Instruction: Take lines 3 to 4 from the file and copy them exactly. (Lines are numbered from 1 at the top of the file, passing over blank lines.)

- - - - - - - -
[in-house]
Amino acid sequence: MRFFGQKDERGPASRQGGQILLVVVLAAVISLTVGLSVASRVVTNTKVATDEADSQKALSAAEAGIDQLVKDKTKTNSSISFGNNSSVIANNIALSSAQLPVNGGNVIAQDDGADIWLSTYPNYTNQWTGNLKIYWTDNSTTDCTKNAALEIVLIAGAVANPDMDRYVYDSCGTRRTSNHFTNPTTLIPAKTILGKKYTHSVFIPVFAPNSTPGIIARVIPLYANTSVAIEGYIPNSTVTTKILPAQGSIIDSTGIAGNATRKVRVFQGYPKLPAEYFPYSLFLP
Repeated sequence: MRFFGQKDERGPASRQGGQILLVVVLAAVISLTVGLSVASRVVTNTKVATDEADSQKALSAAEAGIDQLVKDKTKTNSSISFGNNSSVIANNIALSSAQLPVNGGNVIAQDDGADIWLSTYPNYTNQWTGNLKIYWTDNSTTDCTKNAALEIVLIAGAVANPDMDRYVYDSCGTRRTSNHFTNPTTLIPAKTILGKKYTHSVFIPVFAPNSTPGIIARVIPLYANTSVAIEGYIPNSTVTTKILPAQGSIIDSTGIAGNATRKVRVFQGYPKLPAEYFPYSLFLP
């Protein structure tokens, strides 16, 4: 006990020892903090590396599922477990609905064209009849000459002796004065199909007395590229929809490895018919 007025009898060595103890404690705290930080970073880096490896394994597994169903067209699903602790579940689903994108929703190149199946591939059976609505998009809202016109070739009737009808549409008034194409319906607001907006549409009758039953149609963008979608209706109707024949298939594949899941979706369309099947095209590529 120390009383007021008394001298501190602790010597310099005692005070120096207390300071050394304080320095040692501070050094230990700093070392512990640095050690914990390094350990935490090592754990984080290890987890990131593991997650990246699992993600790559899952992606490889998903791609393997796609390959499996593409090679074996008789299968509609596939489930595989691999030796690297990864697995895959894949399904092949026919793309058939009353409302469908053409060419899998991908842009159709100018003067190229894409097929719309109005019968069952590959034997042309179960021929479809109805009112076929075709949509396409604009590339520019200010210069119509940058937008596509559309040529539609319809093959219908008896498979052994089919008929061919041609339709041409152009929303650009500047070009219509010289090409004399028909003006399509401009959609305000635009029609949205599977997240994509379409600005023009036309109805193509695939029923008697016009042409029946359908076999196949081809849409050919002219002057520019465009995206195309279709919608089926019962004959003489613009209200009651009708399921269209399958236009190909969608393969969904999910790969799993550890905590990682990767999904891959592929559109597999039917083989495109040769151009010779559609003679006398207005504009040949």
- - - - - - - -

Repeated sequence: MRFFGQKDERGPASRQGGQILLVVVLAAVISLTVGLSVASRVVTNTKVATDEADSQKALSAAEAGIDQLVKDKTKTNSSISFGNNSSVIANNIALSSAQLPVNGGNVIAQDDGADIWLSTYPNYTNQWTGNLKIYWTDNSTTDCTKNAALEIVLIAGAVANPDMDRYVYDSCGTRRTSNHFTNPTTLIPAKTILGKKYTHSVFIPVFAPNSTPGIIARVIPLYANTSVAIEGYIPNSTVTTKILPAQGSIIDSTGIAGNATRKVRVFQGYPKLPAEYFPYSLFLP
């Protein structure tokens, strides 16, 4: 006990020892903090590396599922477990609905064209009849000459002796004065199909007395590229929809490895018919 007025009898060595103890404690705290930080970073880096490896394994597994169903067209699903602790579940689903994108929703190149199946591939059976609505998009809202016109070739009737009808549409008034194409319906607001907006549409009758039953149609963008979608209706109707024949298939594949899941979706369309099947095209590529 120390009383007021008394001298501190602790010597310099005692005070120096207390300071050394304080320095040692501070050094230990700093070392512990640095050690914990390094350990935490090592754990984080290890987890990131593991997650990246699992993600790559899952992606490889998903791609393997796609390959499996593409090679074996008789299968509609596939489930595989691999030796690297990864697995895959894949399904092949026919793309058939009353409302469908053409060419899998991908842009159709100018003067190229894409097929719309109005019968069952590959034997042309179960021929479809109805009112076929075709949509396409604009590339520019200010210069119509940058937008596509559309040529539609319809093959219908008896498979052994089919008929061919041609339709041409152009929303650009500047070009219509010289090409004399028909003006399509401009959609305000635009029609949205599977997240994509379409600005023009036309109805193509695939029923008697016009042409029946359908076999196949081809849409050919002219002057520019465009995206195309279709919608089926019962004959003489613009209200009651009708399921269209399958236009190909969608393969969904999910790969799993550890905590990682990767999904891959592929559109597999039917083989495109040769151009010779559609003679006398207005504009040949």